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Label:
Name: KRITZERLAND
Number: KR200312

THE GANG'S ALL HERE (1000 EDITION) (CD)
Composed by: Harry Warren, Leo Robin

THE GANG’S ALL HERE

Featuring The King of Swing, Benny Goodman and his Orchestra Songs by Leo Robin and Harry Warren Musical Direction by Alfred Newman

“It’s colossal, it’s stupendous, and one of the artiest productions ever made… It is a Technicolor dream that takes on nightmarish proportions or the aspects of a Dali drawing in motion.”

So said the New York Daily News and it kind of sums up Twentieth Century Fox’s 1943 Technicolor extravaganza, The Gang’s All Here, in a nutshell. Directed by Busby Berkeley at his most outrageous, the film starred Alice Faye, Carmen Miranda, James Ellison, Phil Baker, Benny Goodman and his Orchestra, and such stalwart character actors as Eugene Pallette, Charlotte Greenwood, and Dave Willock. The film is loaded with great musical numbers, and has there ever been a number like “The Lady in the Tutti Fruitti Hat,” with all those chorines holding huge bananas, especially considering the era in which the film was made? The film was very popular – the war was on and audiences wanted and needed respite from it and The Gang’s All Here really delivered the Technicolor escapism they craved.

The Gang’s All Here had a screenplay by Walter Bullock (Springtime in the Rockies, Greenwich Village) but it really was just an excuse to have a whole lot of great musical numbers, many of which were written by the great Harry Warren and Leo Robin. Add to that the King of Swing, Benny Goodman and his Orchestra, and numbers like “You Discover You’re in New York,” “Minnie’s in the Money,” “No Love, No Nothin’,” “A Journey to a Star” “Paducah,” the wacky final number, “The Polka Dot Polka” and others, and you have a big, bountiful cake with mounds of delectable frosting. As surreal as the whole concoction is, it is a wildly entertaining ride every step of the way.

Over the years, the film has attained camp classic status, but it’s more than just camp – it’s a crazy Technicolor fever dream filled with Berkeley’s mad genius and wonderful performances and music. To say they don’t make ‘em like this anymore would be the understatement of all time.

For this first ever legitimate CD release of The Gang’s All Here, we present all the music recorded for the film, as well as a few unused cues, all culled from materials in the Fox vaults and restored by Mike Matessino.

1. Hail, Hail, the Gang’s All Here / * Aquero do Brasil 2. You Discover You’re in New York 3. Acuerdo 4. Digga A Ella (The Uncle Samba) 5. P’ra Que Disquitir 6. Let’s Dance * 7. Minnie’s in the Money * 8. A Journey to a Star (instrumental) * 9.Soft Winds * 10. The Lady in the Tutti Frutti Hat 11. A Journey to a Star 12. The Kiss 13. Later Tonight / The Jitters * 14. Newspaper Montage / Befuddled 15. No Love, No Nothin’ * 16. Marlbrough (Jolly Good Fellow) * 17. Party Rehearsal (No Love, No Nothin’) * 18. The Dance (No Love, No Nothin’) * 19. Blackmail Sequence 20. Minnie’s in the Money (instrumental) * 21. The Panther / Pulling the Picture 22. Swan Song / Paducah * 23. A Journey to a Star (Reprise) 24. Polka Dot Polka — Finale (A Journey to a Star)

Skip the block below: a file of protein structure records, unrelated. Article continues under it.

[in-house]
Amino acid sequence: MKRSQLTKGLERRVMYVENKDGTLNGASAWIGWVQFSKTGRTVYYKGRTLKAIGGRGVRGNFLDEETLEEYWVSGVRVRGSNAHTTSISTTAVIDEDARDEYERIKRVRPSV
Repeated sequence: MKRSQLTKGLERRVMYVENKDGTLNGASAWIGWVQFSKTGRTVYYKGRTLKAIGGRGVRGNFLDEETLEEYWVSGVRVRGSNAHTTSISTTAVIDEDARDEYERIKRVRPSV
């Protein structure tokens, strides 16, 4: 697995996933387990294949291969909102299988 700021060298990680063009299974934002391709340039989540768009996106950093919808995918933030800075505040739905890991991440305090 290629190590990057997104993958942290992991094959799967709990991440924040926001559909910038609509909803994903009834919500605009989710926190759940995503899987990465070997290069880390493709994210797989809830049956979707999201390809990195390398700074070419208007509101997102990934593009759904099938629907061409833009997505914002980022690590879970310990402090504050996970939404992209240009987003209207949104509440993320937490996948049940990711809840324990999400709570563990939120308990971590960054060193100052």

UNUSED MUSIC
25. You Discover You’re in New York (instrumental) * 26. No Love, No Nothin’ (score cue) 27. Minnie’s in the Money (alternate) * 28. The Gang’s All Here (fanfare)

*features The Benny Goodman Orchestra

  
Reviews and Comments: (1)
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Posted by Andrew Feinberg on January 27, 2017 11:51 AM
Mike Matessino has done a good job in restoring these tracks. There is some distortion at the top of the spectrum, but it does not interfere with the enjoyment of the score. He has miraculously isolated the vocals of Alice Faye's numbers, and Benny Goodman's playing is sharp and crisp. Unfortunately, the booklet is awful; it is pure hyperbole. Although the restoration is mentioned, it says nothing about the source materials or the engineering. There is no plot summary, and in one instance, there is an error on the vocals (credit to vocals by Alice Faye and James Ellison for Soft Winds are given, but it is an instrumental cue). Nor is the whole cast mentioned in the final reprise of A Journey to a Star, even though they all sing a line). The orchestral arrangers are not mentioned, and David Raksin's contribution to the Polka Dot Polka is not highlighted (it is mentioned only in the list of selections. There are no pictures for the Polka Dot Polka. These shortcomings are minor in light of this project, but a modicum of scholarship is warranted.

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